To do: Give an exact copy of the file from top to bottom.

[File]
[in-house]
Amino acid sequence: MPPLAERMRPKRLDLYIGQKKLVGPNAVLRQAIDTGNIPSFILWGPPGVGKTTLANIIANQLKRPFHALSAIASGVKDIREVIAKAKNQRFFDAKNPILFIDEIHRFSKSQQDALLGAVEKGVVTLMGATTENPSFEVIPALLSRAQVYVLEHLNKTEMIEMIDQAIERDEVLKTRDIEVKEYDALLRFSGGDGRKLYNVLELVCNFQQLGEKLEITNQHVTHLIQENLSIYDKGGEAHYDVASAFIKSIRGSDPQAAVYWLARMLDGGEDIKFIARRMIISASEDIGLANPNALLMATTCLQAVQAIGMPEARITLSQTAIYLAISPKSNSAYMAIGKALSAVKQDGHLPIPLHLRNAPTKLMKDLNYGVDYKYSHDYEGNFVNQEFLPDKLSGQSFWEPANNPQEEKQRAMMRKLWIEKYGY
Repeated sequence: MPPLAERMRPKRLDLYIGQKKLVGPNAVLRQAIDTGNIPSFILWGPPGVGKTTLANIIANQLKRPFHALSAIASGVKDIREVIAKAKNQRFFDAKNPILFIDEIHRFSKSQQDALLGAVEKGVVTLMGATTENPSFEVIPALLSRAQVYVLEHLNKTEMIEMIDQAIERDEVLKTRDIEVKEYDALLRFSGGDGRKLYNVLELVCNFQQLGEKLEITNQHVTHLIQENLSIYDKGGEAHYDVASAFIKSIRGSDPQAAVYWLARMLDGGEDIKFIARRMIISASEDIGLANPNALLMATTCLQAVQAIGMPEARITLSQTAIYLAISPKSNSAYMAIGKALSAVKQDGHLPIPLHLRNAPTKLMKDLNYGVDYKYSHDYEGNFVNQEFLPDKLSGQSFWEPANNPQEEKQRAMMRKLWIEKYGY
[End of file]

[in-house]
Amino acid sequence: MPPLAERMRPKRLDLYIGQKKLVGPNAVLRQAIDTGNIPSFILWGPPGVGKTTLANIIANQLKRPFHALSAIASGVKDIREVIAKAKNQRFFDAKNPILFIDEIHRFSKSQQDALLGAVEKGVVTLMGATTENPSFEVIPALLSRAQVYVLEHLNKTEMIEMIDQAIERDEVLKTRDIEVKEYDALLRFSGGDGRKLYNVLELVCNFQQLGEKLEITNQHVTHLIQENLSIYDKGGEAHYDVASAFIKSIRGSDPQAAVYWLARMLDGGEDIKFIARRMIISASEDIGLANPNALLMATTCLQAVQAIGMPEARITLSQTAIYLAISPKSNSAYMAIGKALSAVKQDGHLPIPLHLRNAPTKLMKDLNYGVDYKYSHDYEGNFVNQEFLPDKLSGQSFWEPANNPQEEKQRAMMRKLWIEKYGY
Repeated sequence: MPPLAERMRPKRLDLYIGQKKLVGPNAVLRQAIDTGNIPSFILWGPPGVGKTTLANIIANQLKRPFHALSAIASGVKDIREVIAKAKNQRFFDAKNPILFIDEIHRFSKSQQDALLGAVEKGVVTLMGATTENPSFEVIPALLSRAQVYVLEHLNKTEMIEMIDQAIERDEVLKTRDIEVKEYDALLRFSGGDGRKLYNVLELVCNFQQLGEKLEITNQHVTHLIQENLSIYDKGGEAHYDVASAFIKSIRGSDPQAAVYWLARMLDGGEDIKFIARRMIISASEDIGLANPNALLMATTCLQAVQAIGMPEARITLSQTAIYLAISPKSNSAYMAIGKALSAVKQDGHLPIPLHLRNAPTKLMKDLNYGVDYKYSHDYEGNFVNQEFLPDKLSGQSFWEPANNPQEEKQRAMMRKLWIEKYGY